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Illustration: Shoshana Gordon/Axios

The tech industry's leading giants are floating on a cushion of record profits in lakes of reserve cash, and all that money makes them just about unsinkable.

Driving the news: Tech's big five — Google, Apple, Amazon, Facebook and Microsoft — all report their earnings between Tuesday and Thursday this week. Recent quarters have delivered blowout results for these companies, and many observers expect the same again.

As David Streitfeld writes in the New York Times: "Silicon Valley, still the world headquarters for tech start-ups, has never seen so much loot."

  • That's saying a lot, considering that the industry's last boom during the '90s dotcom era was dubbed "the largest legal creation of wealth in the history of the planet" by one of its leading investors, John Doerr.

Money creates possibilities. Here are some of the strategies you can adopt when your company is a geyser of profit:

1. Take enormous fines in stride as a cost of doing business.

  • As of last year, the EU had fined Google roughly $10 billion for antitrust violations. France added nearly another $1 billion this year.
  • In 2019, the FTC entered a $5 billion fine against Facebook for privacy violations, the largest in the agency's history.
  • For other companies, such staggering penalties might have caused CEOs to resign or stocks to crash.
  • But Google and Facebook are both riding an enormous wave of online-advertising profits. Facebook paid the FTC fine, while Google is still challenging the EU's penalties. Both companies, barely scuffed, have gotten on with their charmed lives.

2. Out-lawyer the government.

  • The threats to these companies from antitrust action by the Department of Justice and the Federal Trade Commission are real. The government has something they don't: legal authority and the power to compel action.
  • But these firms also have something the government lacks: nearly unlimited legal budgets.
  • Regulatory agencies are hamstrung by public-sector pay scales and staffing limits, and funding from Congress in recent decades has starved them of resources.
  • Private corporations can buy as much legal firepower as they want, and for Big Tech that means almost any adverse outcome can easily be delayed and often be overturned.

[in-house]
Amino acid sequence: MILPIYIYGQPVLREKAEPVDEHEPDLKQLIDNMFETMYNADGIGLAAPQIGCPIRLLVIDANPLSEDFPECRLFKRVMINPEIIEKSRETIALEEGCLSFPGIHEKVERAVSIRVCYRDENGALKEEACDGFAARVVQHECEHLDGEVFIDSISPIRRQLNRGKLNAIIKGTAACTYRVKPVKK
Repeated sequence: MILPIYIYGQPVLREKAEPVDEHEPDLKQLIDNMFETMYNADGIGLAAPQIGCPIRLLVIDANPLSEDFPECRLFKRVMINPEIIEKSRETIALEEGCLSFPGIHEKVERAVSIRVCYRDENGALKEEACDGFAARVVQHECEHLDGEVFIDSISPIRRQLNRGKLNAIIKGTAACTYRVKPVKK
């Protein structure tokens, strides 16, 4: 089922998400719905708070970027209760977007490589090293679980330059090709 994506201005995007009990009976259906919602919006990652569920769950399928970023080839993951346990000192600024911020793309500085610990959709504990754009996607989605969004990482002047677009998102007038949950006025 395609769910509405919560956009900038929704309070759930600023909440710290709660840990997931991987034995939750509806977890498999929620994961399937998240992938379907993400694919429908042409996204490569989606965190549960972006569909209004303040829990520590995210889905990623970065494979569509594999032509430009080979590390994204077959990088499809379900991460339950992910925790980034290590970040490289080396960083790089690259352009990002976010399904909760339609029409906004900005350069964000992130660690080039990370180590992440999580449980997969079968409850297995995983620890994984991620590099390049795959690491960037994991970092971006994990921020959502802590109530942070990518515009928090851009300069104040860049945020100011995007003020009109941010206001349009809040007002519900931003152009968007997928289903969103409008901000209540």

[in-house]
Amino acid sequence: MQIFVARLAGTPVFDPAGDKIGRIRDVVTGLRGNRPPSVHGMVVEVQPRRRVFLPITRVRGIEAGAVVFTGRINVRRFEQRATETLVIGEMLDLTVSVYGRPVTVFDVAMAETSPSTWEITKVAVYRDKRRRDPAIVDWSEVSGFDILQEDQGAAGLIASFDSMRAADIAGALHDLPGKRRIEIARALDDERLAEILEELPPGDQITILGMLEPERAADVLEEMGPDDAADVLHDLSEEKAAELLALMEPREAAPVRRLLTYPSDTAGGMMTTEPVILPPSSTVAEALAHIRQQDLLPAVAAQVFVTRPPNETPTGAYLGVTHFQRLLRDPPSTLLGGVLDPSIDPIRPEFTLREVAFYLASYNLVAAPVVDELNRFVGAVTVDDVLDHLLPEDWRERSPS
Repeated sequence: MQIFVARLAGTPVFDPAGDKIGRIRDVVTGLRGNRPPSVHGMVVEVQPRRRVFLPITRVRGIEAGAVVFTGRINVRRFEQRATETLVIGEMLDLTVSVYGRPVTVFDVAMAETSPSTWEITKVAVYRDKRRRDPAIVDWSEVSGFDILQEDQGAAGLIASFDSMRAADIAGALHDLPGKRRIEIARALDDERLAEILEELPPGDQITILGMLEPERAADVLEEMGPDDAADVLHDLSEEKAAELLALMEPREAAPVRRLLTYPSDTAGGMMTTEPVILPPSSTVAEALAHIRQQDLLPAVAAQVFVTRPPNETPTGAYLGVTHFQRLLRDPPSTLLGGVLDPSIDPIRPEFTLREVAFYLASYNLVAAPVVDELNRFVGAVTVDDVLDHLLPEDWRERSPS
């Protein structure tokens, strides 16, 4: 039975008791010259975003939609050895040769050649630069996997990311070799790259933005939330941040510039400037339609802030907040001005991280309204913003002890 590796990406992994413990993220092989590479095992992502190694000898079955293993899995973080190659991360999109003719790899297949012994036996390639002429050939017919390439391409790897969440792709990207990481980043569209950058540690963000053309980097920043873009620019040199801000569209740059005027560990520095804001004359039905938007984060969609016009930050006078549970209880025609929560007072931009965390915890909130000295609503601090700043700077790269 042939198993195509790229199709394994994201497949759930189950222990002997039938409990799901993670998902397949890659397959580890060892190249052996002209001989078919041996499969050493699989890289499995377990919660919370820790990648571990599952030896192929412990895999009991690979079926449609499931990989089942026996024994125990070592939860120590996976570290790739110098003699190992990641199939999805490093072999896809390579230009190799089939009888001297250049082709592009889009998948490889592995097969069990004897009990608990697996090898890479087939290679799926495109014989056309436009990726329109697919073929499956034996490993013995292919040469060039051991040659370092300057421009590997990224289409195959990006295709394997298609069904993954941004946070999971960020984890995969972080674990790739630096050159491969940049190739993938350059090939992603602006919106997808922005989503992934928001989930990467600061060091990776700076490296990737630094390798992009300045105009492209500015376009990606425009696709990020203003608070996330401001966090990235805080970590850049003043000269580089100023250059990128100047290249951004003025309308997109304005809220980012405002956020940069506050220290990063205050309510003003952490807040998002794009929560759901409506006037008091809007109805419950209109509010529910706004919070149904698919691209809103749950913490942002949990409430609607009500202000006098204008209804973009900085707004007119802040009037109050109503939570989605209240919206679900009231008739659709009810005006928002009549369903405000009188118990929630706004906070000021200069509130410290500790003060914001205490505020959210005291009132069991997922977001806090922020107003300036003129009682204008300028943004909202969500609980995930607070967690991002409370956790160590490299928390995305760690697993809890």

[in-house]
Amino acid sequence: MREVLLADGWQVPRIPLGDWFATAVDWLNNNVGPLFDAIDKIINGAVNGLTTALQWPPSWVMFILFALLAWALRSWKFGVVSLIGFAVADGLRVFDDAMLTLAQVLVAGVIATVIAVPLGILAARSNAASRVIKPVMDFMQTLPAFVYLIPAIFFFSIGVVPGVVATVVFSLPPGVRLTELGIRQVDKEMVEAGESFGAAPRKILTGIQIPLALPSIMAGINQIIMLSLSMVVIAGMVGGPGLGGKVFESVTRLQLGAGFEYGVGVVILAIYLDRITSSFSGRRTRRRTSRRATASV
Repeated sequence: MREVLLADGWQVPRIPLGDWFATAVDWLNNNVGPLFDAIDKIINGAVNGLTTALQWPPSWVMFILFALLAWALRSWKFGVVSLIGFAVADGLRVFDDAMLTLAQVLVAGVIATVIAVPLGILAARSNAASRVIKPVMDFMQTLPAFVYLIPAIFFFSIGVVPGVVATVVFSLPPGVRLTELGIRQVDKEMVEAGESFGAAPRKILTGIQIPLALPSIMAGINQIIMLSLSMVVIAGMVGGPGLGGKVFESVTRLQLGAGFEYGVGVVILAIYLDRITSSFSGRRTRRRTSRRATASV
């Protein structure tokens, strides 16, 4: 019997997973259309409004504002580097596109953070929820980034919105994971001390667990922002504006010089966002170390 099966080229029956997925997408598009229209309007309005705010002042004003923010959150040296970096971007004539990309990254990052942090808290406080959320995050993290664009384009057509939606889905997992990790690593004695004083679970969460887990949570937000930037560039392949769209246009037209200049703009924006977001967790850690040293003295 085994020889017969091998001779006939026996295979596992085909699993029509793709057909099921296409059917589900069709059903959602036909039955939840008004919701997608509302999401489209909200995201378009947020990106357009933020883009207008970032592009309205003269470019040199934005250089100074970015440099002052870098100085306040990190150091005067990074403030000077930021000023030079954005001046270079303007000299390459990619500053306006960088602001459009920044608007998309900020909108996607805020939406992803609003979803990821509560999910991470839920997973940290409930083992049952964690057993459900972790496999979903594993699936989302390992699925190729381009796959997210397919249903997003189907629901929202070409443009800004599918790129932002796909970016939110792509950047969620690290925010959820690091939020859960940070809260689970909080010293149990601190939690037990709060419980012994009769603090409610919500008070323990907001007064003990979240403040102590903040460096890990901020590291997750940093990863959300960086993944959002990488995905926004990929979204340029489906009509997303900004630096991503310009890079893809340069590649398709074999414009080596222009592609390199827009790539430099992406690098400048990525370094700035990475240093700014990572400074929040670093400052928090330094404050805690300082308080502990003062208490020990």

3. Spend fortunes on "transparency."

  • Big companies tend to spend freely on PR, but tech giants have taken the strategy to a new level, creating new departments (and even an entire independent organization) intended to demonstrate their willingness to share data and accept accountability.
  • When Facebook established its independent Oversight Board, it plowed $130 million into a trust to fund it.
  • Facebook and some of its peers have built teams to provide quarterly transparency reports in areas like political advertising, content moderation, security issues and human rights.
  • Yes, but: The companies' reports tend to pick and choose statistics that demonstrate they're taking action against big problems like misinformation. They're unenthusiastic about giving outsiders access to tools that let anyone pry into their closely held data.

Between the lines: The sheer magnitude of tech's financial power also makes these companies a target for critics' outrage and government regulation — but little of that has made an impact to date.

The bottom line: Big Tech companies may not be totally invulnerable, but their cash hoards get them awfully close.

Go deeper

Nov 3, 2021 - Technology

Apple defends App Store's walled garden

Illustration: Aïda Amer/Axios

A top Apple executive sounded off Wednesday against a proposed European law that would force the company to let iPhone users download software outside of the App Store, also known as "sideloading."

Driving the news: Apple software senior vice president Craig Federighi told an audience at Web Summit in Lisbon, Portugal, that the EU bill, the Digital Markets Act (DMA), would be dangerous for iPhone users and limit consumer choice.

Nov 2, 2021 - Podcasts

What Facebook means when it says “metaverse”

A slew of revelations about Facebook’s internal decision-making had many thinking the tech giant could face additional scrutiny and regulations. Instead, it appears in the wake of those stories, Facebook will plow ahead with its plans to play a bigger and more integral role in the lives of millions who use its services and platforms. 

Axios Re:Cap host Margaret Talev is joined by Axios technology managing editor Scott Rosenberg to discuss what Facebook’s rebrand tells us about its plans to expand. Plus, Margaret lays out what Axios will be watching for from tonight’s election results.

Nathan Bomey, author of Closer
13 mins ago - Economy & Business

Tesla delays Cybertruck until 2023

Tesla debuts the Cybertruck in Hawthorne, Calif., on Nov. 21, 2019. Photo: Frederic J. Brown/AFP via Getty Images

Tesla is at risk of falling behind on one of the most critical products in the American auto industry: pickups.

Why it matters: Pickups are the most profitable segment in the business and account for the first, second and third best-selling vehicles in the country. Without a serious pickup strategy, Tesla could miss out on a huge source of future income.